Who Is In Charge

Bills slowly jelling in school finance panel

The work of the School Finance Interim Committee has boiled down to 13 possible bills, none of which propose any sweeping changes in the way Colorado pays for K-12 education.

Members of Interim School Finance Committee discussed possible bills.
Members of Interim School Finance Committee discussed possible bills.

The legislative panel has held more than half a dozen meetings to study and discuss the finance system, but the state’s budget crisis seems to have dissuaded members from floating any major changes to the formulas that drive distribution of the $3.5 billion in annual state aid to districts. (An additional $2 billion in local taxes also is spent on schools.)

Committee discussion – and individual member interests – has produced 11 bill drafts and two bill ideas that the panel kicked around on Thursday. The committee is supposed to vote later this month on which bills to recommend to the 2010 legislature.

While there are no significant changes proposed, some of the draft bills propose interesting approaches to significant problems, including some with school reform implications.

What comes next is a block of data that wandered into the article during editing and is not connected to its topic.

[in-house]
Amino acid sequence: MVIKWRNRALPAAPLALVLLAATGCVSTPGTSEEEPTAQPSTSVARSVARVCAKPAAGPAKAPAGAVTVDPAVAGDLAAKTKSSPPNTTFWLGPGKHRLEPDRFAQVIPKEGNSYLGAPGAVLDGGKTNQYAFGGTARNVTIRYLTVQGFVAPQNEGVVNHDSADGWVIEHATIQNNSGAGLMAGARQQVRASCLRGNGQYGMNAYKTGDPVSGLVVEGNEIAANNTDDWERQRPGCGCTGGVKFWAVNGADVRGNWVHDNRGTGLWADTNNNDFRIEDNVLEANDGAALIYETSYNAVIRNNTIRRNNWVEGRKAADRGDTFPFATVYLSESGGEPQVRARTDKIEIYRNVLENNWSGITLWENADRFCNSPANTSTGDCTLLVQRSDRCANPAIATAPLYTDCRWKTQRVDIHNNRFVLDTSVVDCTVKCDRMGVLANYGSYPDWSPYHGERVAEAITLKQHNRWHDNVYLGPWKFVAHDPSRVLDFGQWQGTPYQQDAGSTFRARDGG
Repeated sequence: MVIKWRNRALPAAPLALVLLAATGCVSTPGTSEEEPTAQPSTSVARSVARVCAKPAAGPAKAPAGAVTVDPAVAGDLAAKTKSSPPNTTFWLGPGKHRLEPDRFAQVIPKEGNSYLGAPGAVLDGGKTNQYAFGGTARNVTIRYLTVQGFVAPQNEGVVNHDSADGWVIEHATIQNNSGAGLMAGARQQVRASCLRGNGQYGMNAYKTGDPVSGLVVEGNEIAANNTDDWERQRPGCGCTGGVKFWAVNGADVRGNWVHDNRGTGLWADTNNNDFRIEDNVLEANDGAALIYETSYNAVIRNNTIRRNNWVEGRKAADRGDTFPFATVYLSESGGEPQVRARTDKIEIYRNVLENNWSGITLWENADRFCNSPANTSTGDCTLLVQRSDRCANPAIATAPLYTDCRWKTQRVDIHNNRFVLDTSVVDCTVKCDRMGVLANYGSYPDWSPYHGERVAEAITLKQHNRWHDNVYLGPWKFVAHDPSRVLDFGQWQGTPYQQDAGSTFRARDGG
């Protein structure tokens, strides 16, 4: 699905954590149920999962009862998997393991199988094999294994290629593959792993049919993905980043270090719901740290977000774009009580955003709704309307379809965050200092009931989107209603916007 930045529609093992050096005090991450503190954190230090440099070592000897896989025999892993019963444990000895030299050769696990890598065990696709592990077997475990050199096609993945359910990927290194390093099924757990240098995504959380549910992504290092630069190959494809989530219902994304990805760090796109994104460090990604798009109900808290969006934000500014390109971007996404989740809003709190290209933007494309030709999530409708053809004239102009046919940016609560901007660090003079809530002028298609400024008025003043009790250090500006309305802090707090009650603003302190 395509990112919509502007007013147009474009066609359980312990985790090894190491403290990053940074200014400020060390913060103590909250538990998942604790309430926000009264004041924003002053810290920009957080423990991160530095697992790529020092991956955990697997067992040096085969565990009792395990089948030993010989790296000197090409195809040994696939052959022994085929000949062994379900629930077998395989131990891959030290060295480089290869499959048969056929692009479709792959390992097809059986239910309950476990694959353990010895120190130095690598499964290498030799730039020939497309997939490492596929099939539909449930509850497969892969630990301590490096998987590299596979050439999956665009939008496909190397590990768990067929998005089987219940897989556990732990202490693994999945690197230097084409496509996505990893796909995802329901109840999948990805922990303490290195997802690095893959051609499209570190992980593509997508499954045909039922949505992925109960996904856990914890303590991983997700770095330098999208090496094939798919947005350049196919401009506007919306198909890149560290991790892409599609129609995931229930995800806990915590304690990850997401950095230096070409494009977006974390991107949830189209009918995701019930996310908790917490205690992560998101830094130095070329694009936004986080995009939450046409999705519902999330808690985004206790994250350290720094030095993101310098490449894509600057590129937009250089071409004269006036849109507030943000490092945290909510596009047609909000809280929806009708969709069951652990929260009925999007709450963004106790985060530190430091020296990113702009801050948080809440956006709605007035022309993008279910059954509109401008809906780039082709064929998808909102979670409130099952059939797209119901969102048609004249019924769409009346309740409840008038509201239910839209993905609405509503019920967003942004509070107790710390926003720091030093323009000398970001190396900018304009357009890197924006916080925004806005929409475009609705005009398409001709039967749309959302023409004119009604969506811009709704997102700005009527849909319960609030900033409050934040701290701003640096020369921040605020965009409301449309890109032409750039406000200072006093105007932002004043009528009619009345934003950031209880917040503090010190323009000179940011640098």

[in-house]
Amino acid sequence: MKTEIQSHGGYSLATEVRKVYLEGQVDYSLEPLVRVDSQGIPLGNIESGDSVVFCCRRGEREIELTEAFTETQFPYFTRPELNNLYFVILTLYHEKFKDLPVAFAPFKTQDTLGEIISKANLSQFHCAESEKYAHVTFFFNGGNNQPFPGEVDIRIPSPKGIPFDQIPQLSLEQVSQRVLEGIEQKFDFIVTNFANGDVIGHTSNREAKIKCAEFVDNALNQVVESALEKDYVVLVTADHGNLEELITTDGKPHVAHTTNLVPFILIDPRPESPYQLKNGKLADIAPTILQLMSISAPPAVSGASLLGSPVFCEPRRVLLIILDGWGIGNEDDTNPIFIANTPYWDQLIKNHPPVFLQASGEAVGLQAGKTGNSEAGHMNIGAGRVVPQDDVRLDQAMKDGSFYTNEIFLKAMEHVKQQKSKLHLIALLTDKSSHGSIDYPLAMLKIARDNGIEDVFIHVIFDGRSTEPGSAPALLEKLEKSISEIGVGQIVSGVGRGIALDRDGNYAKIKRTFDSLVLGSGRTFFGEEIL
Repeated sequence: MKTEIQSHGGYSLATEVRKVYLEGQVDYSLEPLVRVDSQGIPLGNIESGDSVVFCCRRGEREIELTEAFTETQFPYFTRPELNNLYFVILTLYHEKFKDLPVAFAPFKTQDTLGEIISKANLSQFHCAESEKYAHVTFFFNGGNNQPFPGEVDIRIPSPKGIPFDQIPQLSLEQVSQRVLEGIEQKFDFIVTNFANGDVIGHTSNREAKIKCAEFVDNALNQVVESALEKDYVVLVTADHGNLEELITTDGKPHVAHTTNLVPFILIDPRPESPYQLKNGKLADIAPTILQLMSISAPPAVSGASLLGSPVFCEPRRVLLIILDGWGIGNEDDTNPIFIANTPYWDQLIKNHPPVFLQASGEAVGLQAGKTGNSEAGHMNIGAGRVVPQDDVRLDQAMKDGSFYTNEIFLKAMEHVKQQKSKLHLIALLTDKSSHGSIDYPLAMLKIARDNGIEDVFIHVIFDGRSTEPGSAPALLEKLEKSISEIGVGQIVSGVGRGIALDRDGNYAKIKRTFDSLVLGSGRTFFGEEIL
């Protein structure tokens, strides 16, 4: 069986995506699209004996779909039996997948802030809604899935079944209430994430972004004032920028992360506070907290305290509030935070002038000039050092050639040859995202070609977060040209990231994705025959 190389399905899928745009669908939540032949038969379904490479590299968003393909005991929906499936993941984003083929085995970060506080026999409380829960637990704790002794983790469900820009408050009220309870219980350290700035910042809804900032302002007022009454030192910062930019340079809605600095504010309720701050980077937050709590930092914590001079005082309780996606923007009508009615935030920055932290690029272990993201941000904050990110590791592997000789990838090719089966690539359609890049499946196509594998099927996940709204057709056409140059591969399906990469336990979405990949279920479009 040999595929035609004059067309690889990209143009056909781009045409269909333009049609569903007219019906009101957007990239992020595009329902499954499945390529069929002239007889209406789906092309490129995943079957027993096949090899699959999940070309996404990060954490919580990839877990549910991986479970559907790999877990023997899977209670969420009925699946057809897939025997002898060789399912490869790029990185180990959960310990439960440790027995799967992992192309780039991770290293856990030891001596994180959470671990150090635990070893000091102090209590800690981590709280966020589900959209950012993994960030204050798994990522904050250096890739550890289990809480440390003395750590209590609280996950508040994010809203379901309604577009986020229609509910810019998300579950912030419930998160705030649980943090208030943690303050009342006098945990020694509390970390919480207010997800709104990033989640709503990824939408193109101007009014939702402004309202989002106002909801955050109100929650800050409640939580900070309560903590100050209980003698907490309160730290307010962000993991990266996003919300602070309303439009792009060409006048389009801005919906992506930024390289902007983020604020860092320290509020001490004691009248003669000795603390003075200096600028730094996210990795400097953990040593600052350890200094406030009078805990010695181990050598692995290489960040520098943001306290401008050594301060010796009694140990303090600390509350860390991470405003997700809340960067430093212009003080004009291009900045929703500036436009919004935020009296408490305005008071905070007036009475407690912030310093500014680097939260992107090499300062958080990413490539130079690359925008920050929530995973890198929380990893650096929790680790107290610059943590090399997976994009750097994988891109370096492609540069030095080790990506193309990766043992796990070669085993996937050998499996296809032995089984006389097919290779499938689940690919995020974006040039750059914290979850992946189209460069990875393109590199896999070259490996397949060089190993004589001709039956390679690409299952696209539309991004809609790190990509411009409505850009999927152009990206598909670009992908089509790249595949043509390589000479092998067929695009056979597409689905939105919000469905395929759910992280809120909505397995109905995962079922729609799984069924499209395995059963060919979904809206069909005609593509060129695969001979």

Enrollment counts:
Newly appointed Sen. Michael Johnston, D-Denver, is proposing that the system of counting enrollment (and doling out state aid) be changed from the current Oct. 1 headcount to one based on average daily membership across the school year. This is a touch subject for school districts because average daily membership typically is lower than the enrollments counted every Oct. 1. So, the idea would be to conduct a pilot program and then phase the switch over three years.

Johnston, a principal in the Mapleton district, was at an out-of-state conference Thursday so couldn’t attend the meeting.

“I definitely think it [such a change] is coming; I don’t think it’s there yet,” said chair Rep. Karen Middleton, D-Aurora, referring to nervousness about such a switch during tight budget times. “We can contemplate it further at the next meeting.”